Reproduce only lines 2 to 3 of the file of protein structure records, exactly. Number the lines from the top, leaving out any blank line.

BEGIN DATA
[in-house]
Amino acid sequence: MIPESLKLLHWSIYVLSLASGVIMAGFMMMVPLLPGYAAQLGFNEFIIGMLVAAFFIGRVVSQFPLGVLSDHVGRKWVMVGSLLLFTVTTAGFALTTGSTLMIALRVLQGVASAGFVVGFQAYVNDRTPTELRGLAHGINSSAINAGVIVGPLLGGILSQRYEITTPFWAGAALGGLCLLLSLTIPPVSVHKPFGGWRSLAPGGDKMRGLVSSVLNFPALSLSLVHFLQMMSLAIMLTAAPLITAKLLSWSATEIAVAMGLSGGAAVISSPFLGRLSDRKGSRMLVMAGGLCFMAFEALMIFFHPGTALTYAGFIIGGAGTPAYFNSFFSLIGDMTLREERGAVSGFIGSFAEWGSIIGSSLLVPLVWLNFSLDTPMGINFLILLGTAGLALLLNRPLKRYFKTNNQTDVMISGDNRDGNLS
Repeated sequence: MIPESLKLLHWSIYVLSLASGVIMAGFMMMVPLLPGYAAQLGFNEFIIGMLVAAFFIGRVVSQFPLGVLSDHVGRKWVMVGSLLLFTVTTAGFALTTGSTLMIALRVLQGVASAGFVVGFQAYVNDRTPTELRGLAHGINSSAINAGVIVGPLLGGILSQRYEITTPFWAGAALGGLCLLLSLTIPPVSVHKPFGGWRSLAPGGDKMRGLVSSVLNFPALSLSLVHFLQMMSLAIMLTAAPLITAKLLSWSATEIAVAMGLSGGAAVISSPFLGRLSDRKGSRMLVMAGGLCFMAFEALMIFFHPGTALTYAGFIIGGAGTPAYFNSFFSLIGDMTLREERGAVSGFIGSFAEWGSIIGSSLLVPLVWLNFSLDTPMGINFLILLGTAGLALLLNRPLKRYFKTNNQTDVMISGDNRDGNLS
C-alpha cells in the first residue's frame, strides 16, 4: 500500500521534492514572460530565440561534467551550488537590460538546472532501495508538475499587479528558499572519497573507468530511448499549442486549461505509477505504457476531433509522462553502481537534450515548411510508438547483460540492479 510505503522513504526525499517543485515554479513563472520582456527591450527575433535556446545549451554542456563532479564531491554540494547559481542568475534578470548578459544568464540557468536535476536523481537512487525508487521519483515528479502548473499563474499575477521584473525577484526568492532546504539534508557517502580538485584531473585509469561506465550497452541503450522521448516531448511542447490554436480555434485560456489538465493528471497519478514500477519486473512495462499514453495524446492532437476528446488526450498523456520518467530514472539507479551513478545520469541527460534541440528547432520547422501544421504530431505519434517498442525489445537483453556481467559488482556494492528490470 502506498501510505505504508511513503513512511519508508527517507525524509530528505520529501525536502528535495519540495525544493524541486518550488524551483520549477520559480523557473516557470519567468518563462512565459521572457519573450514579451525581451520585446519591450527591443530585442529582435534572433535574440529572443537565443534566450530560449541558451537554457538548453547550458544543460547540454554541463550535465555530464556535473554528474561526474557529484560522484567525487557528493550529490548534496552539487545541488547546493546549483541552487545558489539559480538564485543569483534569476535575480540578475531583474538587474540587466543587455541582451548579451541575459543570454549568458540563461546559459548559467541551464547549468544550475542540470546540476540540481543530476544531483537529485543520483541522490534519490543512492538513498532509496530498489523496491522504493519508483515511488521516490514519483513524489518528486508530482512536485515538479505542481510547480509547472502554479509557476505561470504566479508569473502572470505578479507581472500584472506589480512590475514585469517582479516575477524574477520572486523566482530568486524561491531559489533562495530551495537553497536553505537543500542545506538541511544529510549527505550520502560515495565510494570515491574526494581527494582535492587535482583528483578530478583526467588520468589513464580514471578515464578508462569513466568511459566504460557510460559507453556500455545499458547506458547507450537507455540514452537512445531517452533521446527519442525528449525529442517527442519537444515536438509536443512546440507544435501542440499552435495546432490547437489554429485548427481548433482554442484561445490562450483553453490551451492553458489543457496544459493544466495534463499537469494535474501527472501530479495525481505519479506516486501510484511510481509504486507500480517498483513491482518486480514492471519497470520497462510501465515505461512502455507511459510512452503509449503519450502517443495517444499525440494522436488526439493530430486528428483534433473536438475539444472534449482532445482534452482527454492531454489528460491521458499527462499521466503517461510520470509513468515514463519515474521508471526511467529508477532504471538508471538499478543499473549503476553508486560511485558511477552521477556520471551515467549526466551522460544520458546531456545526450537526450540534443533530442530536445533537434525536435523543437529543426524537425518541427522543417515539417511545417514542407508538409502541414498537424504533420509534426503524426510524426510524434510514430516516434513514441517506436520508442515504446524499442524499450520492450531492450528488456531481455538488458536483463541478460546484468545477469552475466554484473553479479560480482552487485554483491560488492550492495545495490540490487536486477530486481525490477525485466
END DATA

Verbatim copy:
Amino acid sequence: MIPESLKLLHWSIYVLSLASGVIMAGFMMMVPLLPGYAAQLGFNEFIIGMLVAAFFIGRVVSQFPLGVLSDHVGRKWVMVGSLLLFTVTTAGFALTTGSTLMIALRVLQGVASAGFVVGFQAYVNDRTPTELRGLAHGINSSAINAGVIVGPLLGGILSQRYEITTPFWAGAALGGLCLLLSLTIPPVSVHKPFGGWRSLAPGGDKMRGLVSSVLNFPALSLSLVHFLQMMSLAIMLTAAPLITAKLLSWSATEIAVAMGLSGGAAVISSPFLGRLSDRKGSRMLVMAGGLCFMAFEALMIFFHPGTALTYAGFIIGGAGTPAYFNSFFSLIGDMTLREERGAVSGFIGSFAEWGSIIGSSLLVPLVWLNFSLDTPMGINFLILLGTAGLALLLNRPLKRYFKTNNQTDVMISGDNRDGNLS
Repeated sequence: MIPESLKLLHWSIYVLSLASGVIMAGFMMMVPLLPGYAAQLGFNEFIIGMLVAAFFIGRVVSQFPLGVLSDHVGRKWVMVGSLLLFTVTTAGFALTTGSTLMIALRVLQGVASAGFVVGFQAYVNDRTPTELRGLAHGINSSAINAGVIVGPLLGGILSQRYEITTPFWAGAALGGLCLLLSLTIPPVSVHKPFGGWRSLAPGGDKMRGLVSSVLNFPALSLSLVHFLQMMSLAIMLTAAPLITAKLLSWSATEIAVAMGLSGGAAVISSPFLGRLSDRKGSRMLVMAGGLCFMAFEALMIFFHPGTALTYAGFIIGGAGTPAYFNSFFSLIGDMTLREERGAVSGFIGSFAEWGSIIGSSLLVPLVWLNFSLDTPMGINFLILLGTAGLALLLNRPLKRYFKTNNQTDVMISGDNRDGNLS